Behind the lens is a 20.1-megapixel, 1-inch-type stacked sensor, continuing the stacked design Sony first introduced with the RX 100 IV. While the specs here are similar, Sony redesigned both the sensor and processor for the RX100 VI. The stacked design allows the camera to process images at a faster speed, giving the Sony RX100 VI a 24 fps continuous shooting at full resolution, just like its super-zoom cousin, the RX10 IV. What is perhaps even more impressive is that the camera can keep up that speed for 233 JPEG images — and the continuous autofocus can still keep up with that top burst speed.
A Bionz X processor, an update from the previous generation, also helps achieve that high speed. The Sony RX100 VI’s stacked sensor and upgraded processor also allows the compact camera to shoot in 4K at 24 fps, with continuous autofocus available while recording. Sony says 4K is recorded with full pixel readout without pixel binning to help keep the sharpest possible detail. Video features give professional cameras a run for their money — the RX100 VI is the first camera in the series with 4K HDR using Hybrid Log-Gamma (HLG) picture profiles. Additional video features include S-Log3/S-Gamut3; 120p HD video; slow-motion video at 240, 480 and 960 fps; and proxy recording.
World’s fastest autofocus
Sony continues to emphasize autofocus performance in its compact cameras, with the RX100 VI boasting a class-leading lock-on time of just 0.03 seconds in ideal conditions. The autofocus system uses 315 points covering 65 percent of the sensor for the phase detection portion of the camera’s hybrid AF system. High-density autofocus, a mode for following moving subjects, is also included. The camera’s eye detection mode for photographing people is also two times more accurate compared to the predecessor, Sony says.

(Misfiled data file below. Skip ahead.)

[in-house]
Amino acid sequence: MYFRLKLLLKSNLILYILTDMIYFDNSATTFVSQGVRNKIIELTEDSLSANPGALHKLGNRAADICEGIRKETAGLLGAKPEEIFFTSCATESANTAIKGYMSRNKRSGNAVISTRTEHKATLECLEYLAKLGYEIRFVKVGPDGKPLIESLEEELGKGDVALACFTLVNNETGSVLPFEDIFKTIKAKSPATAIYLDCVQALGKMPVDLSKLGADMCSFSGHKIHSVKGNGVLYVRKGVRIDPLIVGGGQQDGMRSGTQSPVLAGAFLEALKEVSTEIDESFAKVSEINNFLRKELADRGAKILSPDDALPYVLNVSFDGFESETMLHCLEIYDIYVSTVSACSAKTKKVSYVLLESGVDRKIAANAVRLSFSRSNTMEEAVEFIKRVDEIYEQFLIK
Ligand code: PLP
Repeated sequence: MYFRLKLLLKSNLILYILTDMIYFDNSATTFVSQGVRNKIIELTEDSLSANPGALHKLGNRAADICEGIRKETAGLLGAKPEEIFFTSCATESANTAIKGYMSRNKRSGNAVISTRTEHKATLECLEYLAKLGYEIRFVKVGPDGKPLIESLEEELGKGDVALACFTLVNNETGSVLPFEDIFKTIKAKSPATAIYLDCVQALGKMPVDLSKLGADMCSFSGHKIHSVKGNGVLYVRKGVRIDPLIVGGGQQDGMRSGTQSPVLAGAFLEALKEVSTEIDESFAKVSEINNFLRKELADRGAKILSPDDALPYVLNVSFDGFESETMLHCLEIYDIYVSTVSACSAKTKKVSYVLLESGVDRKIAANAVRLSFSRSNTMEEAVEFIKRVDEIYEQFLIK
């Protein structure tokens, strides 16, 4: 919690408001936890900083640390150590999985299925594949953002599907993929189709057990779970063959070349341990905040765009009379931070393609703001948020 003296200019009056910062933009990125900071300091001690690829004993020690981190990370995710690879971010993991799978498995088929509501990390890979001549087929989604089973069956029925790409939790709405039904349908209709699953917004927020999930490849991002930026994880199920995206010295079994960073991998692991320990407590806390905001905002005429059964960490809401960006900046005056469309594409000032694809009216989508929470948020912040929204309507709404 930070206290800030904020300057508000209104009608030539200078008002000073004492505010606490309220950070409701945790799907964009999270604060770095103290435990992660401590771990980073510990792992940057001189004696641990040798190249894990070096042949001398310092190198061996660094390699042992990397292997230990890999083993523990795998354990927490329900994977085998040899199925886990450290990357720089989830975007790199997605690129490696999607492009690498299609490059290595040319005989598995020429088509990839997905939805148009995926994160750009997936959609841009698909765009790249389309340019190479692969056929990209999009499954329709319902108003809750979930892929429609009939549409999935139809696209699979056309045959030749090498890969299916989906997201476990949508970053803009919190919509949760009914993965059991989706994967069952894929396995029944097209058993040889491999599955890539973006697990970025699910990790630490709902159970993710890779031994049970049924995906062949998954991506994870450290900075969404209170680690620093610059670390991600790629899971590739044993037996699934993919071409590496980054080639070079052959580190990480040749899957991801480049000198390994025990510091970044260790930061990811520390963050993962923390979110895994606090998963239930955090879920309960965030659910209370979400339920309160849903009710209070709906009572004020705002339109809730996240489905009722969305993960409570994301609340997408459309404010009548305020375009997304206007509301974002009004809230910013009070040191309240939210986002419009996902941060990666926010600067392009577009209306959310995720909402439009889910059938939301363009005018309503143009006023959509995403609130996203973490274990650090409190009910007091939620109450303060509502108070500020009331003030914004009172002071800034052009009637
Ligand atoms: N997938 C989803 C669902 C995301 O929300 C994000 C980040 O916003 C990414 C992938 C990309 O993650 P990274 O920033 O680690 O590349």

An optical image stabilization system helps keeps the camera steadier in low light and at the long end of that zoom, with a stabilization rated to raise the shutter speed by up to four stops. An anti-distortion shutter helps minimize the effect of rolling shutter when using the electronic shutter.
While packing in a much larger lens, the Sony RX100 VI doesn’t stray from the series compact body style, weighing 10.7 ounces, which is only 0.2 ounces heavier than the fifth generation camera. With the lens retracted, the camera body measures about 1.7 inches deep. The lens achieves its compact dimensions thanks to its complex design, using eight aspherical elements along with two extra-low dispersion elements.
The camera body still houses a retractable electronic viewfinder with a resolution of 2.35 million dots. The tilting touchscreen also includes a touch shutter, another first for the series. Bluetooth, NFC, and Wi-Fi are all built in.
Also announced was the Sony VCT-SGR1, a compact shooting grip that doubles as a mini tripod. The grip attaches through the micro USB port and includes buttons to control the shutter and zoom. The grip is adjustable between 70 degrees up and 100 degrees down, while legs at the bottom will hold the grip upright on a flat surface. The VCT-SGR1 won’t begin shipping until September at a price of $100.
Sony’s RX100 line has always matched premium features with high prices, and at $1,200, the RX100 VI certainly continues the trend. If the RX100 VI delivers images that are anything like the predecessor, it could be the best compact camera on the market, however. It is expected to be available in July.